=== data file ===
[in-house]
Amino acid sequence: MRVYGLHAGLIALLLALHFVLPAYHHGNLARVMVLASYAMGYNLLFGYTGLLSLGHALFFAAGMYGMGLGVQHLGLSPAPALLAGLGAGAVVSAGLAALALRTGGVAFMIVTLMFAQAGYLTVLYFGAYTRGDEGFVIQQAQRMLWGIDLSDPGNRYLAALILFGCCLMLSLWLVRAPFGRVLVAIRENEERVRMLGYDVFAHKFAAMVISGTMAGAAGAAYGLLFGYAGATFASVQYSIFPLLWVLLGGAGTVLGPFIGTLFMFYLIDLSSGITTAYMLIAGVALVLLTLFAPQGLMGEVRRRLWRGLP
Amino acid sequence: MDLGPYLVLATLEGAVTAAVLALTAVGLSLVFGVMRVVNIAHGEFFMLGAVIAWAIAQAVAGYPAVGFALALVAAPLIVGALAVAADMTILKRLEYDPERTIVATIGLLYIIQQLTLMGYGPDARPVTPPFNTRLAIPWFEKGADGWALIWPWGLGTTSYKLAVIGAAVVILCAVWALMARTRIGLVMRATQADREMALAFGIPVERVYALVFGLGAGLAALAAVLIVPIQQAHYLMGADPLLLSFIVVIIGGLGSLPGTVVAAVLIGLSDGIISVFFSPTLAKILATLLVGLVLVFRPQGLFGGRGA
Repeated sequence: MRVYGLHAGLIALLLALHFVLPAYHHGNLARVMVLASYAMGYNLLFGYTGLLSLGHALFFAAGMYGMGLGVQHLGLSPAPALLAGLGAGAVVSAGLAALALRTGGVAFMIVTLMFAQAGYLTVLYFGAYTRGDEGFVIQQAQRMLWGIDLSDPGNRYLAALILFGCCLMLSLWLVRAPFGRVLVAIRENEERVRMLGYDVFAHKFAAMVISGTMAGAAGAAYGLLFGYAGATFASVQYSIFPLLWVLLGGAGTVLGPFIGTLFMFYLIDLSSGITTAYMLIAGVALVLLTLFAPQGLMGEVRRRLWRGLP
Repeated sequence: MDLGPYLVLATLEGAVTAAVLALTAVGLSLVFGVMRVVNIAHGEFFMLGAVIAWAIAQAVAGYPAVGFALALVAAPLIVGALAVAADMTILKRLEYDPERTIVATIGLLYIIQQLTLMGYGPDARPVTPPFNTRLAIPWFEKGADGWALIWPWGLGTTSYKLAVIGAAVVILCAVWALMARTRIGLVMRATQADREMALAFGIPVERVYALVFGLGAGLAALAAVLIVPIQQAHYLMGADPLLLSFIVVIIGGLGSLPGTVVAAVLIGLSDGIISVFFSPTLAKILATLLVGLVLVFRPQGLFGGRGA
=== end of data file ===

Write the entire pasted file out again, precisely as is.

[in-house]
Amino acid sequence: MRVYGLHAGLIALLLALHFVLPAYHHGNLARVMVLASYAMGYNLLFGYTGLLSLGHALFFAAGMYGMGLGVQHLGLSPAPALLAGLGAGAVVSAGLAALALRTGGVAFMIVTLMFAQAGYLTVLYFGAYTRGDEGFVIQQAQRMLWGIDLSDPGNRYLAALILFGCCLMLSLWLVRAPFGRVLVAIRENEERVRMLGYDVFAHKFAAMVISGTMAGAAGAAYGLLFGYAGATFASVQYSIFPLLWVLLGGAGTVLGPFIGTLFMFYLIDLSSGITTAYMLIAGVALVLLTLFAPQGLMGEVRRRLWRGLP
Amino acid sequence: MDLGPYLVLATLEGAVTAAVLALTAVGLSLVFGVMRVVNIAHGEFFMLGAVIAWAIAQAVAGYPAVGFALALVAAPLIVGALAVAADMTILKRLEYDPERTIVATIGLLYIIQQLTLMGYGPDARPVTPPFNTRLAIPWFEKGADGWALIWPWGLGTTSYKLAVIGAAVVILCAVWALMARTRIGLVMRATQADREMALAFGIPVERVYALVFGLGAGLAALAAVLIVPIQQAHYLMGADPLLLSFIVVIIGGLGSLPGTVVAAVLIGLSDGIISVFFSPTLAKILATLLVGLVLVFRPQGLFGGRGA
Repeated sequence: MRVYGLHAGLIALLLALHFVLPAYHHGNLARVMVLASYAMGYNLLFGYTGLLSLGHALFFAAGMYGMGLGVQHLGLSPAPALLAGLGAGAVVSAGLAALALRTGGVAFMIVTLMFAQAGYLTVLYFGAYTRGDEGFVIQQAQRMLWGIDLSDPGNRYLAALILFGCCLMLSLWLVRAPFGRVLVAIRENEERVRMLGYDVFAHKFAAMVISGTMAGAAGAAYGLLFGYAGATFASVQYSIFPLLWVLLGGAGTVLGPFIGTLFMFYLIDLSSGITTAYMLIAGVALVLLTLFAPQGLMGEVRRRLWRGLP
Repeated sequence: MDLGPYLVLATLEGAVTAAVLALTAVGLSLVFGVMRVVNIAHGEFFMLGAVIAWAIAQAVAGYPAVGFALALVAAPLIVGALAVAADMTILKRLEYDPERTIVATIGLLYIIQQLTLMGYGPDARPVTPPFNTRLAIPWFEKGADGWALIWPWGLGTTSYKLAVIGAAVVILCAVWALMARTRIGLVMRATQADREMALAFGIPVERVYALVFGLGAGLAALAAVLIVPIQQAHYLMGADPLLLSFIVVIIGGLGSLPGTVVAAVLIGLSDGIISVFFSPTLAKILATLLVGLVLVFRPQGLFGGRGA